Cartilage Hair Hypoplasia
What Is Cartilage Hair Hypoplasia?
Cartilage hair hypoplasia is a skeletal dyplasia. Skeletal dysplasias are conditions that cause problems with how
and bone grow.
Cartilage hair hypoplasia (hye-poe-PLAY-zhuh) also leads to problems with the immune system (the body’s germ-fighting system).
With regular medical care, most kids with cartilage hair hypoplasia can live a full, healthy life.
What Are the Signs & Symptoms of Cartilage Hair Hypoplasia?
The symptoms of cartilage hair hypoplasia include:
- dwarfism (height less than 4 feet, 10 inches [145 cm] as an adult)
- fine, sparse, light-colored hair, eyebrows, and eyelashes
- short bones in the arms and legs
- sternum (breastbone) that sticks out
- elbows that won’t go completely straight
- flexible joints
- bow legs (knees curve out)
- knock-knees (knees curve in)
- scoliosis (curved backbone)
- immunodeficiency (a weak immune system)
- gastrointestinal problems
- increased risk of skin cancer and blood cancer
Cartilage hair hypoplasia does not affect thinking and learning abilities.
What Causes Cartilage Hair Hypoplasia?
Cartilage hair hypoplasia happens because of a gene mutation (change). Many different mutations can lead to the condition, and each causes different symptoms.
Cartilage hair hypoplasia is an inherited condition. Children who have it got one changed gene from each parent. Children who get one gene from one parent don’t have symptoms, but they can pass the changed gene to their children.
A genetic counselor can help families understand how the condition can run in families.
How Is Cartilage Hair Hypoplasia Diagnosed?
Most children with cartilage hair hypoplasia are diagnosed around their first birthday. To make a diagnosis, doctors do an exam and might order tests such as:
- X-rays to look for bone problems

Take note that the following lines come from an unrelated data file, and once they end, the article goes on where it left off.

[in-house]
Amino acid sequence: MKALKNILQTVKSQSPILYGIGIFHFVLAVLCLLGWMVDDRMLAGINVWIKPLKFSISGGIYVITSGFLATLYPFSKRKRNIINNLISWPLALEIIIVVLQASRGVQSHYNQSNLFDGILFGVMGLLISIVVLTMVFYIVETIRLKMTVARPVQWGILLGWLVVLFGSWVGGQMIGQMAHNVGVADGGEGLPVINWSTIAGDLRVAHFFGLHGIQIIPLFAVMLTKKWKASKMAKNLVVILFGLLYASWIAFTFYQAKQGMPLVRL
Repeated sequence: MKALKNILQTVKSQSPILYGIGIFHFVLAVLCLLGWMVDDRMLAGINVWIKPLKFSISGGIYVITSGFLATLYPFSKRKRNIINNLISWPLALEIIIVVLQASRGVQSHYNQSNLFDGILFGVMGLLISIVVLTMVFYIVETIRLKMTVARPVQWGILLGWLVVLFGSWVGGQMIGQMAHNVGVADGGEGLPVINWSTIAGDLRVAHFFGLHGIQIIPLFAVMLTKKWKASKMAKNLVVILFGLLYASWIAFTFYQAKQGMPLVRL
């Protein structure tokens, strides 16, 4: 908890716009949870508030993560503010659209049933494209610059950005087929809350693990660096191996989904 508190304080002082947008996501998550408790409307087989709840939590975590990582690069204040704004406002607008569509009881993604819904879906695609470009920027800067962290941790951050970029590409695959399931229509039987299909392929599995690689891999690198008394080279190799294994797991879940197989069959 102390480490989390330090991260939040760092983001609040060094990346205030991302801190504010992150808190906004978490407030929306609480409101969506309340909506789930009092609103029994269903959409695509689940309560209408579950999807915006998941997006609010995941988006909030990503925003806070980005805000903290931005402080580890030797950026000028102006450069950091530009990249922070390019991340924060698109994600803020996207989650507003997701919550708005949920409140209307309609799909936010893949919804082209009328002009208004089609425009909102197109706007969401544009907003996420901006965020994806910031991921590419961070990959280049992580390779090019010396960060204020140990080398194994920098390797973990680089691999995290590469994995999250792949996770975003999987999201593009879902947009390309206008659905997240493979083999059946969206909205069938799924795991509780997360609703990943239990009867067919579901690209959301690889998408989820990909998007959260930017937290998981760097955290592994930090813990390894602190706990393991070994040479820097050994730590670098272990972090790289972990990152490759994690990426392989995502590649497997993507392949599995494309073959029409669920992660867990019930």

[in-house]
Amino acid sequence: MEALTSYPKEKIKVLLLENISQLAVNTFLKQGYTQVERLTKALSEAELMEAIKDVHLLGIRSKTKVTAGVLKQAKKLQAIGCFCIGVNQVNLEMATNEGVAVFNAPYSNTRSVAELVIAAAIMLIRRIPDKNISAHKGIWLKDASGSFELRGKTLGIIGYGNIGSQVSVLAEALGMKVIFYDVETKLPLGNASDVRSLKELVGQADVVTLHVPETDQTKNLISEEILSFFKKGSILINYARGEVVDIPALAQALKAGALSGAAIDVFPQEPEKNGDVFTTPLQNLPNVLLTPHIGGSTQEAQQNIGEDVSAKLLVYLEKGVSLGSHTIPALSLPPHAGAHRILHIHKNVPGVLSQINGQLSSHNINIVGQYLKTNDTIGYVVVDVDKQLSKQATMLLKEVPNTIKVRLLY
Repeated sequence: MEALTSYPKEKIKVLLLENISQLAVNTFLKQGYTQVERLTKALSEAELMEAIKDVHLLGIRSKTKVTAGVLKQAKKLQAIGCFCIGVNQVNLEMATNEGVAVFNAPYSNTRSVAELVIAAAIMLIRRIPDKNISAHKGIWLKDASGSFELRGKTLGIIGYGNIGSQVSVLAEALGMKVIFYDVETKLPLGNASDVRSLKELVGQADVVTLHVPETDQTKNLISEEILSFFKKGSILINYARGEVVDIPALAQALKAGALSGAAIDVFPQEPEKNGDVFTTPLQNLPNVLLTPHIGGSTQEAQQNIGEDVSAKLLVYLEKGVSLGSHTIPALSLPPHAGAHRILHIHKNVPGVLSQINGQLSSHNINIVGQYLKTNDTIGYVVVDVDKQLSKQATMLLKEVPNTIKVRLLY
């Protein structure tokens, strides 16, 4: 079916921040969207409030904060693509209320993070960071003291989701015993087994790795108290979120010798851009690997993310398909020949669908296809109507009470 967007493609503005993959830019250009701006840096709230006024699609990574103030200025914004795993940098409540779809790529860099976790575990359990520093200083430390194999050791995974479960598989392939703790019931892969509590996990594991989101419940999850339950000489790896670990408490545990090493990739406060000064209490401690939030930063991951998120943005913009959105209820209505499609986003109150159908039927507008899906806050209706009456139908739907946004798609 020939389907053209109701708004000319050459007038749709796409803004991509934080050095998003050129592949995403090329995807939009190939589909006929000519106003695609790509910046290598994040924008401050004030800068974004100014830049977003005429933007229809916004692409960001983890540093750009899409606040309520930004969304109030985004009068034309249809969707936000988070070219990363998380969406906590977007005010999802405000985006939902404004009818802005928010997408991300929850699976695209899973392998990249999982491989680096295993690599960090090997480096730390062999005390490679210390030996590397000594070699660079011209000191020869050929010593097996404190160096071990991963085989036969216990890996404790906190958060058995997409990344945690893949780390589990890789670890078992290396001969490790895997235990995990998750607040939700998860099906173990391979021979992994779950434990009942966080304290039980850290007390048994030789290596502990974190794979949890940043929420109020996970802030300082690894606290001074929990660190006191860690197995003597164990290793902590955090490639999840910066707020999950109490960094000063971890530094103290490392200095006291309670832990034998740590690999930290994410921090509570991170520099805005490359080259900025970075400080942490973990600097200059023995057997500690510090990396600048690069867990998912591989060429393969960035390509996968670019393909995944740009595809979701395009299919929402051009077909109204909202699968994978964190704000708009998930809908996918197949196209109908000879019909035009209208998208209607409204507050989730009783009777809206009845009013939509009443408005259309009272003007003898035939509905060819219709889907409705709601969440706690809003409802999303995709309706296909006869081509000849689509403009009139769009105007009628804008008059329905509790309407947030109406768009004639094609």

- blood tests to check the immune system
- genetic testing
How Is Cartilage Hair Hypoplasia Treated?
A team of medical specialists cares for people who have cartilage hair hypoplasia. They can include:
- an orthopedic surgeon: to treat bone and joint problems with bracing and surgery
- a neurologist/neurosurgeon: for brain, spinal cord, and nerve problems
- a genetics doctor: to help families understand the genetic changes
- an immunologist: to watch for and treat immune problems
- a hematologist: to check for blood problems
- a dermatologist: to check the skin regularly for skin cancer
- a pediatrician: for routine care
- a physical therapist: for help with muscle strength and joint motion
- an occupational therapist: for help with writing, eating, and other everyday activities
How Can Parents Help?
Children with cartilage hair hypoplasia can have symptoms that range from mild to severe. Regular medical care can help your child stay well and manage any problems. Be sure to:
- Go to all doctor visits.
- Give any medicines as prescribed.
- Call your doctor as instructed.
- Treat your child according to their age, not their size, and encourage others to do the same.
- Talk about cartilage hair hypoplasia as a difference rather than a problem. Your attitude can help your child develop good self-esteem.
- Find ways to adapt. For example, get a light switch extender and a stepstool so your child can turn the lights on and off. Encourage your child’s school to make similar changes to help your child, such as lower chairs and/or feet support.
- Answer questions as simply as possible. If someone asks why your child is short, for example, say, “Jason is shorter because he has a problem with his bones.” Then, mention something special about your child. For example, “Nothing holds Jason back. He loves to sing.” This shows your child that many things make them special.
- Teach your child that being teased or bullied is not OK. If your child is teased or bullied at school, work with your child, teachers, and administrators to end it.
- Encourage your child to find a hobby or activity to enjoy. Help your child try different activities like music, art, computers, writing, and photography.
What Else Should I Know?
To find support, talk to anyone on the care team or a hospital social worker about resources that can help you and your child.
Support groups also can be helpful for kids and their families. Ask the care team for recommendations. You also can find support and more information online at: